The nose has a rich blood supply and nosebleeds (or expistaxis) are very common in children. They are often caused by dryness of the nasal lining, coupled with the normal rubbing and picking that all children do when their noses are blocked or itchy. Vigorous nose blowing or nasal suctioning can also cause bleeding. Children who have nasal allergies are more likely to have nosebleeds because they rub and blow their noses more often. Antihistamines can also dry the nose and result in bleeding. In addition, being hit in the nose or other injuries may cause nosebleeds. Fortunately, you should be able to stop the bleeding if you use the correct technique.
Over 99% of nosebleeds will stop following 10 minutes of direct pressure if you press on the right spot.
- Have your child sit up, lean forward (not backward), and spit out any blood. Swallowed blood is irritating to the stomach. Don't be surprised if your child vomits a small amount of blood or passes a dark stool the following day.
- Gently pinch the soft part of the lower nose between your thumb and forefinger for 10 minutes. If your child is old enough, teach him how and where to hold his own nose. Have your child breathe through his mouth. Don't release the pressure for a full 10 minutes. If the bleeding continues, you may not be pressing on the right spot. Readjust your pressure point and try again.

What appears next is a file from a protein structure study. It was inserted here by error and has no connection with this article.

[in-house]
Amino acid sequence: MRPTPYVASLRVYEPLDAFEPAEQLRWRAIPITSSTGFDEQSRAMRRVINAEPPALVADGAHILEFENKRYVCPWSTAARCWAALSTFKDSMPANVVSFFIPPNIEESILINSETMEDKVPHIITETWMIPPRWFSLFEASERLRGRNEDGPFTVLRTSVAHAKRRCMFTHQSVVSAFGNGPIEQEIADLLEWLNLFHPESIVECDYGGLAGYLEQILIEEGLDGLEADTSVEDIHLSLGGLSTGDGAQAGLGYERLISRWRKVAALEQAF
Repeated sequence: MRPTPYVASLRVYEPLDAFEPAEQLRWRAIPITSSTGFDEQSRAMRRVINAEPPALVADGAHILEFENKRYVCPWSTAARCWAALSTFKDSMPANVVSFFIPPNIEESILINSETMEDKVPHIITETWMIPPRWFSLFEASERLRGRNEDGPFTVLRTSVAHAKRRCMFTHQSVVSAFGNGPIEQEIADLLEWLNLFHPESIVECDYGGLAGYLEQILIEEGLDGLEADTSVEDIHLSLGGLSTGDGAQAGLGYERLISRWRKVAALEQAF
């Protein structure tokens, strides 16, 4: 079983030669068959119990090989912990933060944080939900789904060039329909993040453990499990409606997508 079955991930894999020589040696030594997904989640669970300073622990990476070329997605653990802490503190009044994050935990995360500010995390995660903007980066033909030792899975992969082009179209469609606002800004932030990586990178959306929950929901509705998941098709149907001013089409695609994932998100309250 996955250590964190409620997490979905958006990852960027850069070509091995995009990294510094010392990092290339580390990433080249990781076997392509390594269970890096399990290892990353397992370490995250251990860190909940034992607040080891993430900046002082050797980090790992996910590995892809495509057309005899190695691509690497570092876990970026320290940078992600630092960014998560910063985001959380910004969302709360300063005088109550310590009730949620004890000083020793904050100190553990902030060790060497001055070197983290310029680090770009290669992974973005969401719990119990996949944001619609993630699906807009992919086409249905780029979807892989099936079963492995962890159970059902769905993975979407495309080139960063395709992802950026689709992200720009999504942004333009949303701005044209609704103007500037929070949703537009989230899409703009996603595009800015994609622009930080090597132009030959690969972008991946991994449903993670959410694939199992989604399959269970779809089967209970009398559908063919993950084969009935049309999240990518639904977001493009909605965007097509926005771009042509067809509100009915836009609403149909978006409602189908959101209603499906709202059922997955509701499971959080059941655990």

- If the bleeding persists, insert a gauze covered with petroleum jelly (Vaseline or Aquaphor) or water-based jelly (K-Y) into the nostril. Squeeze again for 10 minutes. Leave the gauze in for another 10 minutes before you remove it. If bleeding still continues, call your child's healthcare provider while continuing to hold pressure in the meantime.
- A cold washcloth applied to the face will not help stop nosebleeds.
- Pressing on the bony part (bridge) of the nose will not be effective in controlling the bleeding.
- Help the area heal by applying a small amount of petroleum jelly twice a day to the center wall inside the nose (the septum) with a cotton swab.
- Use a humidifier to reduce the dryness of the air in your home.
- Loosen up dried mucus. Get your child into the habit of putting 2 or 3 drops of warm water or nasal saline drops in each nostril prior to blowing a stuffy nose.
- Avoid certain medications. Aspirin can increase the tendency of the body to bleed easily for up to a week and can make nosebleeds last much longer.
- Treat your child’s nasal allergies. Talk to your doctor about optimizing treatment for allergic symptoms to break the itching-bleeding cycle and to minimize trauma to the nasal lining.
- Avoid exposure to nasal irritants, especially cigarette smoke.
Seeking Medical Care
- Call immediately if the bleeding does not stop after 30 minutes of direct pressure.
- Call during office hours if nosebleeds are a frequent problem or if you have additional concerns or questions.